I share this story because as Victorious Educators, we must remember that God placed desires within each of us to help children. God may not have called you to remote areas to do His work. Your mission field may be your own school or classroom. I work with many types of schools including private Christian schools. I believe the teachers in these schools are following the desires God put within their hearts. However, you may be like me. God placed me in public school settings.


Christians are called to model His love so that others may see and desire to have this same kind of love, grace, and joy in their own lives. John 13:35 says, “By this everyone will know that you are my disciples, if you have love for one another.” As Christian educators, we must demonstrate His love in school settings. Public schools will always reflect the public. This means all the sins of the world will be front and center in our schools. While I realize we must respect the guidelines of our schools and not “preach” to kids, we can model Christ to our class every day. We can also model Christ to our faculty and leaders every day. 

I have spent my life working to encourage teachers to show the love of Christ in the most challenging moments they face in schools—when dealing with challenging behaviors. The Bible does not teach us to show love, EXCEPT when we are angry, tired, or frustrated. Rather, it says, “Know this, my beloved brothers: let every person be quick to hear, slow to speak, slow to anger; for the anger of man does not produce the righteousness of God” (James 1:19-20).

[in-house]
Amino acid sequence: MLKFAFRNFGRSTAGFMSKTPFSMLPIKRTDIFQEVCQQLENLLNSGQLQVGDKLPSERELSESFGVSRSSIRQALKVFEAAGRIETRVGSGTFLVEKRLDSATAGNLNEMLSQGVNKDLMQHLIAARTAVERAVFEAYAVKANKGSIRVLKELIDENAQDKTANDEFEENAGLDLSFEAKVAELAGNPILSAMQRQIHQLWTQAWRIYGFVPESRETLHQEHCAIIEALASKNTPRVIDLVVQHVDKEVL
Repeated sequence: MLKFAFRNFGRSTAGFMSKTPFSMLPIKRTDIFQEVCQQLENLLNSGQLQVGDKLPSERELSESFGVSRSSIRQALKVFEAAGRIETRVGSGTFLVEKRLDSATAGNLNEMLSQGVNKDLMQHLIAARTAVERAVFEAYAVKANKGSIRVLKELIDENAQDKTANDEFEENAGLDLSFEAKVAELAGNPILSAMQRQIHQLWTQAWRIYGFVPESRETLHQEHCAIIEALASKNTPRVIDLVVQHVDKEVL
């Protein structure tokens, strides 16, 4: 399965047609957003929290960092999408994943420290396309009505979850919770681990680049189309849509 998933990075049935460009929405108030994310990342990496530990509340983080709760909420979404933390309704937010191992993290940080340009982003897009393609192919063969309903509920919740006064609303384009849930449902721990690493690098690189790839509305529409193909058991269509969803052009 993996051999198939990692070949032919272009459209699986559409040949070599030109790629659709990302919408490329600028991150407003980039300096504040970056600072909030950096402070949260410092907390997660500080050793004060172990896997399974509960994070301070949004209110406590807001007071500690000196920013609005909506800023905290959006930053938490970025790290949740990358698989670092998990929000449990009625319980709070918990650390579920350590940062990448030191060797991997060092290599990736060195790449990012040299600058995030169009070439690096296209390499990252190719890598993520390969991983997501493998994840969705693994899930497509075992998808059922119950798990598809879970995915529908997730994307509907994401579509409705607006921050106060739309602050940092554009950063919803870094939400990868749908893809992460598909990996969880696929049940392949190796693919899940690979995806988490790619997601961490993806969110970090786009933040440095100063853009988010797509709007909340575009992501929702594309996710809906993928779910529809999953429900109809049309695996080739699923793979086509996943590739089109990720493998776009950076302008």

Many of our students have not attended church or are not in a family of Christ followers. Their first experience with Christians may be in your classroom or office. They should see that you are different by your actions and words, even though they may not understand why you are different. Jesus was often surrounded by those whom others discarded. Though they were sinners, they desired to be near Jesus. If we are to share Christ’s love, we must be imitators of Jesus so our students will desire to be near us, too.

I try to picture what it might look like if Jesus taught in our schools today. He was often called Rabbi (teacher). I believe kids would want to be near him. They would want to hang out in His room before or after school, stopping in to talk with Him. They would likely want to talk to Him in moments of defeat and sorrow. Let’s all picture Jesus in our school and do all we can to model his love, patience, and kindness to those who need it most—our students.

This school year is nearly gone. Again, thank you for all you have done this past year. I know you have given of yourselves sacrificially, and that does not go unnoticed. More than that, however, I thank you for accepting the call to do Kingdom work in our schools. Never forget that being an educator is so much more than bigger test scores and paychecks; it is a calling to love the children God has placed in our paths during our careers. What a tremendous privilege we have as Victorious Educators to serve children. You are making a difference in their lives. With a Kingdom purpose, sacrifices made will undoubtedly be worth it all.

Happy Teacher Appreciation Week!